An NHS Trust’s efforts to encourage staff to recycle have been successful with over two thirds of the Trust’s general waste being recycled and no waste now going to landfill.
South West Yorkshire Partnership NHS Foundation Trust, which provides a range of community, mental health and learning disability services to the people of Barnsley, Calderdale, Kirklees and Wakefield, introduced new procedures to encourage recycling across the organisation in 2012.
As part of the procedures, staff separate waste into special bins. The Trust is also working with contractors who provide eco- friendly services to further improve on sustainability.
Since the launch of the programme, the Trust has made some significant progress with 68% of general waste now being recycled. The remaining 32% of general waste, unsuitable for usual forms of recycling, is used to generate electricity and/or heat meaning that 0% waste from the Trust is sent to landfill.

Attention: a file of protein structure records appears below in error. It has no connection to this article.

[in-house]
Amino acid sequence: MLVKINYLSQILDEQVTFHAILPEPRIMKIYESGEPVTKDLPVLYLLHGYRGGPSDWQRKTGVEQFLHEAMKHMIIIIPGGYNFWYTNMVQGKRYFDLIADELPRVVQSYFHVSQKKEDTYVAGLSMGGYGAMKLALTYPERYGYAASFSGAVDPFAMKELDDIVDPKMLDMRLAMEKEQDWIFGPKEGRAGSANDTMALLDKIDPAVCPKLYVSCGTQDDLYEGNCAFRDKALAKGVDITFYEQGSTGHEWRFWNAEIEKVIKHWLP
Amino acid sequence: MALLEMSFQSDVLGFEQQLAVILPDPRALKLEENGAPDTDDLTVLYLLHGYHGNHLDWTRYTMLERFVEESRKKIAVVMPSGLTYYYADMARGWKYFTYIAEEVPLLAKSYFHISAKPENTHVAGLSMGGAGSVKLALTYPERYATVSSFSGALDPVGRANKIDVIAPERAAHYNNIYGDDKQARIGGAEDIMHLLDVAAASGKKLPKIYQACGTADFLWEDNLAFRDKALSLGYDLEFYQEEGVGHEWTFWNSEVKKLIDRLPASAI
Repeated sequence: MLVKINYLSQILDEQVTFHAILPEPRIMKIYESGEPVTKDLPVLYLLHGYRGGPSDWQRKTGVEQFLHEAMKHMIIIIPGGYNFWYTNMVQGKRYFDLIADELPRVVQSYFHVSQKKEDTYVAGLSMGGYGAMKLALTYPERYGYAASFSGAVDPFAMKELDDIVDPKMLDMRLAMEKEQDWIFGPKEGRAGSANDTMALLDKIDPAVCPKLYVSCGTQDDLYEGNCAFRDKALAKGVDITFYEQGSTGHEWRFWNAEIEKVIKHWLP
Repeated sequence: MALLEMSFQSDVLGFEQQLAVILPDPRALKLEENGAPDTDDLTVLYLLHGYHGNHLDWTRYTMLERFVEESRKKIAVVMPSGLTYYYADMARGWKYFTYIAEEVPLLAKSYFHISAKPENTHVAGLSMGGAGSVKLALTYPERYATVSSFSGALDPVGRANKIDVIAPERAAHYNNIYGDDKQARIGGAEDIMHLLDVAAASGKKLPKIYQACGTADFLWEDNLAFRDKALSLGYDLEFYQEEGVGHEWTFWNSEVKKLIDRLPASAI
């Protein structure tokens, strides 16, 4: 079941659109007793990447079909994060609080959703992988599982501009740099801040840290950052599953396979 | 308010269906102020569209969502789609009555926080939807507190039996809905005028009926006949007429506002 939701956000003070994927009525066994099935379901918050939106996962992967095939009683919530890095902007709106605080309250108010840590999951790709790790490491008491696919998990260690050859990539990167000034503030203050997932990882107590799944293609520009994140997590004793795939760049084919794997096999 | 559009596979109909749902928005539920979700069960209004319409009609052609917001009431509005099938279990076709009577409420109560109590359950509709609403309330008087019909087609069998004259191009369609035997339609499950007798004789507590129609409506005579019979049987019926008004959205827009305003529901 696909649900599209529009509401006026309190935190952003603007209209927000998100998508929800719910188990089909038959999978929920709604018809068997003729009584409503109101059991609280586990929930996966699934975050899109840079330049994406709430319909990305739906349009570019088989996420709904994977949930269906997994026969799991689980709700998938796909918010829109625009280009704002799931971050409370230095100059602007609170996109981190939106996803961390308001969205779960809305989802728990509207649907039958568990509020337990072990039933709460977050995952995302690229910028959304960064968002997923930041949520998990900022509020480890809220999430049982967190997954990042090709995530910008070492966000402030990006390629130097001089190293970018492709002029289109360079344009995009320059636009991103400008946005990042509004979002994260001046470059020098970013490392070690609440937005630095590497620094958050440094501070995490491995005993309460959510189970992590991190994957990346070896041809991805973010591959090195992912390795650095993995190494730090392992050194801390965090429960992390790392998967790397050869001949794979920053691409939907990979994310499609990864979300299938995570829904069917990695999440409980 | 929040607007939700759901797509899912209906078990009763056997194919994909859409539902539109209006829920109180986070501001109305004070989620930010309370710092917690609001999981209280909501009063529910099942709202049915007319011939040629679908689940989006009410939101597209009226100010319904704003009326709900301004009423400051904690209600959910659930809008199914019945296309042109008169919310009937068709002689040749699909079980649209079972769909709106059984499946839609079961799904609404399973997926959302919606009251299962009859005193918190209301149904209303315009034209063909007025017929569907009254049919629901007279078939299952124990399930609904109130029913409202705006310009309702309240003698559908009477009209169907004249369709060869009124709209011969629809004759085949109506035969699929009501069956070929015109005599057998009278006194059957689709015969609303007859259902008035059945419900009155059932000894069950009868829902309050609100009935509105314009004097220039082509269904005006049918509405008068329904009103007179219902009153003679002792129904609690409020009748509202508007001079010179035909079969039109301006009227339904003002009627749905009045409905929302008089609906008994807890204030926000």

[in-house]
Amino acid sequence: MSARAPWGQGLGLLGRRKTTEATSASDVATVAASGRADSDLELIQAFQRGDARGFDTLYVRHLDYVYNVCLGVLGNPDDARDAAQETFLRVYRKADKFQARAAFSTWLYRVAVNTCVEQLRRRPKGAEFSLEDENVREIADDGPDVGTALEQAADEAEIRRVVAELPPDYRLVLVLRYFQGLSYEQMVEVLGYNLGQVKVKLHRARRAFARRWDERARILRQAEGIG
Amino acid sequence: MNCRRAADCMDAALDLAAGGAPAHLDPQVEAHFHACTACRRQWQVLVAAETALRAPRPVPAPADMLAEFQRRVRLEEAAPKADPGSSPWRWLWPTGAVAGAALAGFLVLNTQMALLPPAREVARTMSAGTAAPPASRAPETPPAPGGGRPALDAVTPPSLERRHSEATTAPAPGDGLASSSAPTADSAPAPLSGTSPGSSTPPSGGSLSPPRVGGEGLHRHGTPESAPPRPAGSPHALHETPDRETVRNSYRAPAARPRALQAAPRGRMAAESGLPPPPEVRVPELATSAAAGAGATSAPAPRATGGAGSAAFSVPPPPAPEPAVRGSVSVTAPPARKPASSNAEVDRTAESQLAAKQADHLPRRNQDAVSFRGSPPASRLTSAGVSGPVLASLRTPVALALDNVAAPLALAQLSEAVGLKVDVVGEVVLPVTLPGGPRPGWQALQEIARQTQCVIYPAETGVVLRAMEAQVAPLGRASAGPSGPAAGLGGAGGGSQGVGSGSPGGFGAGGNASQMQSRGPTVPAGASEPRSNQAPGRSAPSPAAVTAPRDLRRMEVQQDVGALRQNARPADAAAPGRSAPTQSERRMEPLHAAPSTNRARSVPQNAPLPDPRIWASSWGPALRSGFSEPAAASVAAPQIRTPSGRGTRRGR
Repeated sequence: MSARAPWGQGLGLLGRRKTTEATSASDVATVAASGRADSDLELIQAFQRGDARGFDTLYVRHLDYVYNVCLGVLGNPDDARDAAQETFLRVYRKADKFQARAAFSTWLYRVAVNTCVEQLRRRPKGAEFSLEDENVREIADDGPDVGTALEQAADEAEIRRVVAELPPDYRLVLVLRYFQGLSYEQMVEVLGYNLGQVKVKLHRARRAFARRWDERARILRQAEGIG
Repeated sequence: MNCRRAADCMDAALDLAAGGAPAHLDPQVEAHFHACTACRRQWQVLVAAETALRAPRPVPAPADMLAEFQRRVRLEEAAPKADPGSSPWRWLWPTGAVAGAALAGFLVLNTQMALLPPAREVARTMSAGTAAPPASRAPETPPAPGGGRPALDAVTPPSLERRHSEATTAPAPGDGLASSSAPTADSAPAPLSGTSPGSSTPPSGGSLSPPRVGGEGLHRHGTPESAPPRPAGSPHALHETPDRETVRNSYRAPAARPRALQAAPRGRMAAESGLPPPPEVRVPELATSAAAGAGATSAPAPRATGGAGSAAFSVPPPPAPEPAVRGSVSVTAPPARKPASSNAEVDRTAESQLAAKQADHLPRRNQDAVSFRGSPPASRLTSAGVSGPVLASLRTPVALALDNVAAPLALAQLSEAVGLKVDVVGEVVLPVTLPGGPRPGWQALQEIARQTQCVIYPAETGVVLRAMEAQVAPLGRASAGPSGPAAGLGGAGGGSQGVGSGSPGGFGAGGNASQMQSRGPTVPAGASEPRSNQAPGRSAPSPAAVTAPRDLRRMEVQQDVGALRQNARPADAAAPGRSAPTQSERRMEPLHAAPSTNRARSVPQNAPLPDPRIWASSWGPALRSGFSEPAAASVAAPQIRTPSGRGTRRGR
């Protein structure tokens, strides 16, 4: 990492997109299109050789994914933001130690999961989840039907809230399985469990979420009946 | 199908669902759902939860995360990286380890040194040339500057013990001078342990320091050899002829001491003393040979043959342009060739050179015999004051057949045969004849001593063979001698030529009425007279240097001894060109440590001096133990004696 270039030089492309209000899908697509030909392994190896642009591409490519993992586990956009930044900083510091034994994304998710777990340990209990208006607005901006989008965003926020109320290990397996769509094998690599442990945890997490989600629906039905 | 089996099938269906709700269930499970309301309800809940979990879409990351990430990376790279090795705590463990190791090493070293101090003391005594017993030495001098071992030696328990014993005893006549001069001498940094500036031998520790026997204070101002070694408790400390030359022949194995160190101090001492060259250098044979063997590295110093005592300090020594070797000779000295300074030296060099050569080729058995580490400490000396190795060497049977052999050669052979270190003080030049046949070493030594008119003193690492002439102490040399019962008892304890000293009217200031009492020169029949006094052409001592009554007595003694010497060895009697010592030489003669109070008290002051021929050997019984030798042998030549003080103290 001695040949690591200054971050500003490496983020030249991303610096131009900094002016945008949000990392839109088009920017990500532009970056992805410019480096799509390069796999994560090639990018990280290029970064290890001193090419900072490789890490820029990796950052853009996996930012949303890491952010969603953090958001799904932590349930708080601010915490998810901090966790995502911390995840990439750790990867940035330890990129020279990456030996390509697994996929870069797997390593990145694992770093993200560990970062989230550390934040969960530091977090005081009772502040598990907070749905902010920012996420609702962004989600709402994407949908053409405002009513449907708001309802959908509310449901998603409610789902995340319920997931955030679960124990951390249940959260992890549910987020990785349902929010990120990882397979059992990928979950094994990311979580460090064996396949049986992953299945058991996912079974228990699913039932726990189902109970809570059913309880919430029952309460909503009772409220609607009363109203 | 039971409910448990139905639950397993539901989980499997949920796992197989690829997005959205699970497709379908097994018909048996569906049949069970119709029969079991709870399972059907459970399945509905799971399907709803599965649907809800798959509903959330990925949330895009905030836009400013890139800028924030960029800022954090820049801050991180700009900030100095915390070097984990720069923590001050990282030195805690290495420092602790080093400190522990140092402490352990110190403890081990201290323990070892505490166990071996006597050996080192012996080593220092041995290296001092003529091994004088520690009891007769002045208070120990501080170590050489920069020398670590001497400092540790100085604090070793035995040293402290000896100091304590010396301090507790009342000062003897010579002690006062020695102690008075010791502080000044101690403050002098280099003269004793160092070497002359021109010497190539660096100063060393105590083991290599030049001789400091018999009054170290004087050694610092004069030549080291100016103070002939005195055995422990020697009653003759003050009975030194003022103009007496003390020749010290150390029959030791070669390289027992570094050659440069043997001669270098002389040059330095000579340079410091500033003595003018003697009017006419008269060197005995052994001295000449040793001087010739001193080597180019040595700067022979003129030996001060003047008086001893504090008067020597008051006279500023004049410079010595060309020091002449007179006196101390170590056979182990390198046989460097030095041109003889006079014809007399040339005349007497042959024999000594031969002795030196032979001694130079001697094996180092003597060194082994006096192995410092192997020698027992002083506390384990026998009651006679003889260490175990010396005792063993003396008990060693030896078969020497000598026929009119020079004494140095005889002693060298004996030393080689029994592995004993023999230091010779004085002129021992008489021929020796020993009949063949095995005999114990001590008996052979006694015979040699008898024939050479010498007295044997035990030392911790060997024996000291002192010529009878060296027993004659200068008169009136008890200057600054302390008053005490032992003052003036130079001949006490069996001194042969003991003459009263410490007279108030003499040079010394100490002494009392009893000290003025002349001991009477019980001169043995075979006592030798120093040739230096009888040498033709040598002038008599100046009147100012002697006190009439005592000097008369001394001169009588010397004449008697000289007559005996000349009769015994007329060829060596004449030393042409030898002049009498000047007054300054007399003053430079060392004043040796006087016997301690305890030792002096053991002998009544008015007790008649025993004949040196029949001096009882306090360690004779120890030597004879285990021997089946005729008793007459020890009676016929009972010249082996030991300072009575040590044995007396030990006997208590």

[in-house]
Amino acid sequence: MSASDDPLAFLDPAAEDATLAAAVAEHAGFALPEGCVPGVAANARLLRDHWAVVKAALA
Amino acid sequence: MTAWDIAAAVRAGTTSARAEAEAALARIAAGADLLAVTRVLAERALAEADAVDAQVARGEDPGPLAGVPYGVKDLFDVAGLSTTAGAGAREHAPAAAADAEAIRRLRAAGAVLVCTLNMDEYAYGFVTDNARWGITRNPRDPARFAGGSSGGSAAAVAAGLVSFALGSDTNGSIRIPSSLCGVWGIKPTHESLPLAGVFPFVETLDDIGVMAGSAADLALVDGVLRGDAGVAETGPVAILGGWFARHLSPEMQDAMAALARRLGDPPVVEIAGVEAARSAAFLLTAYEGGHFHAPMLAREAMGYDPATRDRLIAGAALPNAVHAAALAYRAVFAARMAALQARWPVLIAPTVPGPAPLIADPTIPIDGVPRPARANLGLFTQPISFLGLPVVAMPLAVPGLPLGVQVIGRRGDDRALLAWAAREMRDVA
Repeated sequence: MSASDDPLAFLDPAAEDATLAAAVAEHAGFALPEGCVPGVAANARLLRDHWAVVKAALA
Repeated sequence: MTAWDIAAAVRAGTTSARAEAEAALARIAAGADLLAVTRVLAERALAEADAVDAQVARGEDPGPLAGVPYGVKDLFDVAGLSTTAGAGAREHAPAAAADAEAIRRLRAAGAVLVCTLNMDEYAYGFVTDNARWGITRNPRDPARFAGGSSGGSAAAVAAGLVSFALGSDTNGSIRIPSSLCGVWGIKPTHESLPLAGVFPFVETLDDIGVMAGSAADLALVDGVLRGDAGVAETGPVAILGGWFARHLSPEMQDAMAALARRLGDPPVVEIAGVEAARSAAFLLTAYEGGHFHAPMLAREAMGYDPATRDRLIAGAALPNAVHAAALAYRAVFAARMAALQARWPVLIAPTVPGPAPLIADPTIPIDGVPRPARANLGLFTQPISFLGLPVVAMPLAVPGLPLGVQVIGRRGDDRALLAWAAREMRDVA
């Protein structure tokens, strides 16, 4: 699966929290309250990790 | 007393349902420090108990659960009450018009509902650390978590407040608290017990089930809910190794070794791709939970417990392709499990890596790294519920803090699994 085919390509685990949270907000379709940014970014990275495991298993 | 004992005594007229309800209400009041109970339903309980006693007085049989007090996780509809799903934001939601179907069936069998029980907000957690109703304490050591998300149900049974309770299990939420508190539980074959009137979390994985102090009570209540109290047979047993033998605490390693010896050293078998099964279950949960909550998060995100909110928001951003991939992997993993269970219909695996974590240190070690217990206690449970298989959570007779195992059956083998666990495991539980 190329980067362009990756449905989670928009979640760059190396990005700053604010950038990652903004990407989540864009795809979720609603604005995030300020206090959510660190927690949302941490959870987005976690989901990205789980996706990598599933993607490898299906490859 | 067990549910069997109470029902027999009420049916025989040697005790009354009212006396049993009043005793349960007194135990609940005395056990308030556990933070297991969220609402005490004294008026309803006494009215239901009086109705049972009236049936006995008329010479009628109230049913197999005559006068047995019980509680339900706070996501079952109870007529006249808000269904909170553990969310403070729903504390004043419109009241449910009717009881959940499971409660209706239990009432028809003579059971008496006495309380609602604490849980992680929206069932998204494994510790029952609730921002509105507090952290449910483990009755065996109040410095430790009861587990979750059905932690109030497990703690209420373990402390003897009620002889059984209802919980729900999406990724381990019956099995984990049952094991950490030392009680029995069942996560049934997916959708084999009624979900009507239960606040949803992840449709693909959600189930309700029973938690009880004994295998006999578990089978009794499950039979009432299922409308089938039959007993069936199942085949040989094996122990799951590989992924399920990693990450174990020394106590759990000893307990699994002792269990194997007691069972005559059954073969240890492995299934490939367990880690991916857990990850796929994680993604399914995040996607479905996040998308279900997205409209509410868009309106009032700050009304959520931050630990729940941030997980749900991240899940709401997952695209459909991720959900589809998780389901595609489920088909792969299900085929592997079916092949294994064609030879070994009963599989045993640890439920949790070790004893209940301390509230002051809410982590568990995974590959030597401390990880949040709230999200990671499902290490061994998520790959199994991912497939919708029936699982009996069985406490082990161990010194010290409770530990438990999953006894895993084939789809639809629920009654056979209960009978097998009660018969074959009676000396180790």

Dawn Stephenson, director of corporate services said. “We’re extremely proud of our recycling figures. Staff from the Trust have really got on board and have been working hard to improve recycling across the organisation.
“By working together and making small changes where we can, collectively we can make our own solution for a better future. Being sustainable also helps us to save money which can be put back into providing services for local people.”
You can find out more about the Trust’s sustainability agenda at www.southwestyorkshire.nhs.uk/sustainability